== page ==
A person, lets say someone in this country illegally, uses a locally passed ordinance or proclamation such as a sanctaury city, to receive benefits, they are treated like heros.

        Something is wrong with this picture

    • Jeff S

      I can see your point. However, I would say that there are two things to consider:

      1) The case rests on the issue of valuation of land/property. Needless to say, the legal and accounting factors involved actually make this a pretty complicated case. Chevron, much moreso than your average citizen can do many things on paper to strengthen the case to lower their taxes that have nothing to do with the actual value of the property. For a fairly digestible explanation, I would recommend Tom Butt’s summary of how taxation does/would/could work.

      2) The second point is related to this. Chevron does enjoy a number of resources that you or I do not. The fact that they can negotiate their tax liabilities (refer to the settlement on the proposed utility user tax… they will most likely use this same issue to negotiate a very favorable/unfavorable settlement with the City and County once again). Having leverage as a large entity in and of itself is not evil. But, it does mean that the utilitarian assessment of Chevron would be that they are not remotely as valuable to our community as they would like us to believe. If other small, medium, and large businesses were on that property instead of Chevron, you would expect to see equal or greater local jobs and tax bases created.

  2. Michael

    It’s getting boring replying to Josh and Don, always first out of the gate to cheer for corporate wealth and power. I’ve got to go now and shop for some kids who won’t be having much this holiday. Maybe I’ll get some time later to explain to these types why, although Scrooge was within his legal rights, he is the villain of the story.

    • Tony Suggs

      Michael,

      You are aware that Chevron and most other “corporations” donate hundreds of millions of dollars every year to charities and individuals?

      I will also bet that Josh and Don make charitable donations, just like I do every year.

      We just don’t run around tooting our own horn.

      Since when did power and wealth become something that is evil, regardless of who has it?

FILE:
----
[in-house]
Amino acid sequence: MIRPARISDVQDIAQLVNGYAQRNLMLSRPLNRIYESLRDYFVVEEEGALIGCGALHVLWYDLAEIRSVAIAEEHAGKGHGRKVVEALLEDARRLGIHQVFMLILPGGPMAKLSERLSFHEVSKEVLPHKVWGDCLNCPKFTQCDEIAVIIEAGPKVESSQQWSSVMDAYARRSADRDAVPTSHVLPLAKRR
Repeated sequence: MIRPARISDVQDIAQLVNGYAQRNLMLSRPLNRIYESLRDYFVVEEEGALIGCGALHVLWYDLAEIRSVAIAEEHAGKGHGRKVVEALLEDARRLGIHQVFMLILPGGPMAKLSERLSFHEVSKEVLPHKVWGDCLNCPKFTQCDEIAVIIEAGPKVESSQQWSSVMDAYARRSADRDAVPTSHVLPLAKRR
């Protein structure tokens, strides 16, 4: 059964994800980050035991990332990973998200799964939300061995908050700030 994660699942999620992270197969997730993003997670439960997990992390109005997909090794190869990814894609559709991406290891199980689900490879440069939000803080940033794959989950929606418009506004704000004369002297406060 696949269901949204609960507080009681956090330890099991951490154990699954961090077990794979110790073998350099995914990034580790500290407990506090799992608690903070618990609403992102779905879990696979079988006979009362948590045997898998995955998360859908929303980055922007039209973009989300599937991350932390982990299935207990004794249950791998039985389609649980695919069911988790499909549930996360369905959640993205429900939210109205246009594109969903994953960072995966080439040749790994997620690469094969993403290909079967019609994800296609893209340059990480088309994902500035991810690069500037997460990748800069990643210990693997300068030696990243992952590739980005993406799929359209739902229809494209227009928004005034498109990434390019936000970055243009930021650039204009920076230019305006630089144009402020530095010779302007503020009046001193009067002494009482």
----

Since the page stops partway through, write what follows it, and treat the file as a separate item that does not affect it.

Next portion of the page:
• Don Gosney

      Why is it that your attacks always seem to be personal attacks rather than discussions on the issues? You know nothing about me or what I do for my community and I’m betting you know equally less about Josh and the many other people that disagree with the way you’re doing things yet you continue to attack us on a personal level. It’s like hatred is your mantra and blinds you to what’s in front of you.

      On this issue no one claim to have heard me say anything about the legitimacy of Chevron’s claims for a lower valuation of their property. As a matter of fact, I’ve been fighting them on this since 1996. How long have you been involved in this battle? What I’ve argued is the true value of their facility (as opposed to their fantasy land claim as to what’s really worth). What I’ve argued is that claiming that we need the money more than the shareholders do is a pitifully lame argument. What you’ve hear me say is that most of the shareholders of companies like Chevron are actually regular 99 percenters who have pension plans heavily invested in companies that produce returns on investments.

      What you’ve heard me say about this is that I disagree with your tactics. What you’ve heard me say is that a mob mentality and angry threats against people rarely win battles except when mob rule violently overthrows controlling entities. We see this in revolutions all the time–whether it be Russia, Cambodia, Iran, Egypt, Libya, Cuba, et al.

      While not always successful, I try to argue issues and not personalities.

  3. Don Gosney

    Just curious why it is that so often we see people attacking others on blogs and in comments on articles and they try to hide behind usernames or just first names so the world won’t know who they are. I couldn’t help but notice that Josh, Tony and myself all use our first and last names here while Michael is just a nondescript first namer. I’m pretty sure of who he is but I can’t be sure while he’s hiding like this. It reminds of those masked Occupiers we see in the video clips who hide their faces as if they’re ashamed of what they’re doing.

    • Jeff S

      Don, I can’t speak for anyone else. But, I don’t include my last name for many mundane reasons that are much less nefarious than your allusion to masked anarchists.

      Frankly, this is an internet discussion forum. Once, long ago, I thought it mattered to some degree what people write here. Once I learned that internet trolls (people who post with no intention of legitimate debate other than to occasionally appear reasonable) dominate these forums and that everyone but me knew it, their importance to me dropped in kind. Mostly, people like me post occasionally on threads like this so the wandering internet newbie is not fooled into thinking comments like yours represent anything more than what one person thinks.

      • Tony Suggs

        Is there a contradiction in the last post?

        You say you don’t speak for anyone else but then you state that “most people like you” occsaionally post to counter the the views of a “single person.”

        Are we not all just “single persons” with independant thoughts that sometimes we happen to agree with someone else?

        Our are we different groups of people that are told by a select few what to think,believe and protest?